Interestingly, however, Trump continues to do something perhaps unexpectedly among Black voters: Hold his own against Biden relative to many people’s expectations.
There have been over 10 national live interview polls since the protests began for which I could assess Black voter sentiment in the presidential race. Altogether, we’re looking at well more than 1,000 interviews.
Biden leads in those polls by an 83% to 8%, or 75-point, margin. That, of course, is a huge advantage for Biden, but it also represents a small improvement for Trump since 2016.
Hillary Clinton was ahead of Trump by a 79-point margin among Black registered voters in the pre-election polls taken right before the 2016 election, as compiled by the New York Times’ Nate Cohn. Biden, for what it’s worth, is equaling Clinton’s 83% in those polls. Trump’s picking up a lot of the vote that went to third-party candidates.
Given the way margins of error work (i.e. it gets smaller as the result gets more extreme), this slight improvement for Trump from 2016 is statistically significant.
Biden currently has such a large lead overall that Trump’s small gain among Black voters doesn’t really matter in the grand scheme of the 2020 election. But if the race for president tightens, Trump’s small gain with Black voters could make a difference. It could cost Biden 0.5 points nationally on the whole compared to where Clinton ended up. That may not seem like a lot, though it could make the difference in a close election. And, of course, Biden’s margin with Black voters may tighten further if the margin with other voters also shifts.
Historically, Trump is doing as well and probably even a touch better than Republicans normally do among Black voters. While we don’t have a bulk of pre-election polling for many prior years like we do for 2016, the American National Election Studies pre-election polls show that since 1964, the average Democrat has earned 86% to the average Republican’s 6%. That 80-point margin is wider than the current 75-point margin Biden current earns.
(Other post-election surveys, which don’t make for as good of comparisons because pre-election polling has undecideds, also suggest that the Biden-Trump is smaller than the Clinton-Trump gap.)
Moreover, it doesn’t seem that Black voter sentiment overall has changed since the protests began in late May. An average of polls dating back to early April gives Biden the same 83% to 8% lead he has in more recent polls.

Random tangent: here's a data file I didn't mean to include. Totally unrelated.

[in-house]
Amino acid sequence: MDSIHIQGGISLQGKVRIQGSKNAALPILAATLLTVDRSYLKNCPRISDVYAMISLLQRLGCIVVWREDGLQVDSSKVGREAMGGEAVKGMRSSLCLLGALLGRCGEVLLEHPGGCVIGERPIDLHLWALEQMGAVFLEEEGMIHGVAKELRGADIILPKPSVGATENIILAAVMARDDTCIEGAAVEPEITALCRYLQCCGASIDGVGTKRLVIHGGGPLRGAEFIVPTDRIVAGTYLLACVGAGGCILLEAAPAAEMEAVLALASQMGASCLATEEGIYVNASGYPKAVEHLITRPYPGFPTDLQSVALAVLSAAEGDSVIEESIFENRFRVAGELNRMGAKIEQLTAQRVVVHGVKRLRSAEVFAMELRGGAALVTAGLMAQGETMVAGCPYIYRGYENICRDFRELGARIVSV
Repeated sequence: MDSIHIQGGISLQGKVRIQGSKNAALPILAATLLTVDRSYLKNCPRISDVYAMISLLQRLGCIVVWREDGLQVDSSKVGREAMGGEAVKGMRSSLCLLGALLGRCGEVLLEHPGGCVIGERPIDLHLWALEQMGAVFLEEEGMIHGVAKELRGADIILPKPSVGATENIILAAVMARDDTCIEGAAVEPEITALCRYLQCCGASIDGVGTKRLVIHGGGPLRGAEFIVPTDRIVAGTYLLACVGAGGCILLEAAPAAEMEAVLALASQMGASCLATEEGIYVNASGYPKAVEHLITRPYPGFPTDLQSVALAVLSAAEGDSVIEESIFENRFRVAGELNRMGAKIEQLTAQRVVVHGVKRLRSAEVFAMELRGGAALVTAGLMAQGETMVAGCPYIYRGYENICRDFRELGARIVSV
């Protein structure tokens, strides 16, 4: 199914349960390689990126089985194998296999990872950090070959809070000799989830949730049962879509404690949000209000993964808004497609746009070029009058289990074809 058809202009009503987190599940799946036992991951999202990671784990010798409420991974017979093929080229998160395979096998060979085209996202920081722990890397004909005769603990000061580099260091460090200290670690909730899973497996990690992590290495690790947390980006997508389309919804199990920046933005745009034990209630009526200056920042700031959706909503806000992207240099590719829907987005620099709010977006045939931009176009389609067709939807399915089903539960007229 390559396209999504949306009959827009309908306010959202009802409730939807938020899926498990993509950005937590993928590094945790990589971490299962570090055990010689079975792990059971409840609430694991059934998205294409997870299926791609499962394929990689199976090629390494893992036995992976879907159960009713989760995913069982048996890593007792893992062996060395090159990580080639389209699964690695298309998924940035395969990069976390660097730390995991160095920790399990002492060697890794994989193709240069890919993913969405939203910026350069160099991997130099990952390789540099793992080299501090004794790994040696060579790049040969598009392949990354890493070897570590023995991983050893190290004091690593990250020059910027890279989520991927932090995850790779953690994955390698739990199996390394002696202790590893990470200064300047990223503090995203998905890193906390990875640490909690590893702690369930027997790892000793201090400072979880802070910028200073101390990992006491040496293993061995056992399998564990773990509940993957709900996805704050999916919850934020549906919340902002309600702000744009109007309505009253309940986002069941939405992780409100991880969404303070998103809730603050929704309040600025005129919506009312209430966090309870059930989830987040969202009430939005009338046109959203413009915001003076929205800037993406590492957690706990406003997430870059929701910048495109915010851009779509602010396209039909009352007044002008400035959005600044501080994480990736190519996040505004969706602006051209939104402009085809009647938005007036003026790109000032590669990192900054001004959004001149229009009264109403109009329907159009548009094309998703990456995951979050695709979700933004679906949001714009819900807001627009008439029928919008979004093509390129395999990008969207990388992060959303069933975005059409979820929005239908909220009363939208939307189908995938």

This confirms other studies that show that Biden’s gains since the protests began have been concentrated among White voters. As I noted last month, Biden seems to be doing considerably worse than Clinton among Hispanic voters.
When you dig a little bit deeper, you see that Biden doesn’t seem to be as well liked as Clinton was among Black voters. An average of six live interview polls taken since late May have his favorable rating at 74% to an unfavorable rating of 15% among Black voters. Clinton, on the other hand, averaged an 81% favorable rating to 13% unfavorable rating in the pre-election polls taken right before the 2016 election.
This comes as Biden is vastly more popular than Clinton was overall. In these same polls, Biden’s net favorability rating (favorable - unfavorable) currently stands at +3 points. Clinton’s was -13 points at the end of the 2016 campaign. Again, the big shift toward Biden has been caused by White voters.
Trump, if anything, is slightly more popular than he was among Black voters. His net favorability among Black voters is at -76 points, better than the -81 points he had at the end of the 2016 campaign. This matches prior polling indicating Trump’s job approval rating was a little higher among Black voters than you might expect given his performance with them in the 2016 election.
The good electoral news for Biden, however, is that there are a lot more White voters in the country than either Black or Hispanic voters. Moreover, White voters also make up a disproportionate share of the electorate in the swing states, especially in the Great Lake battleground states. This helps to explain why Biden’s doing quite well nationally and in those particular swing states.
Furthermore, Biden’s strong gains with White voters relative to Black and Hispanic voters is another reason why his path to the White House may go through the Great Lakes than the Sun Belt, where Blacks and Hispanics make up larger shares of the vote.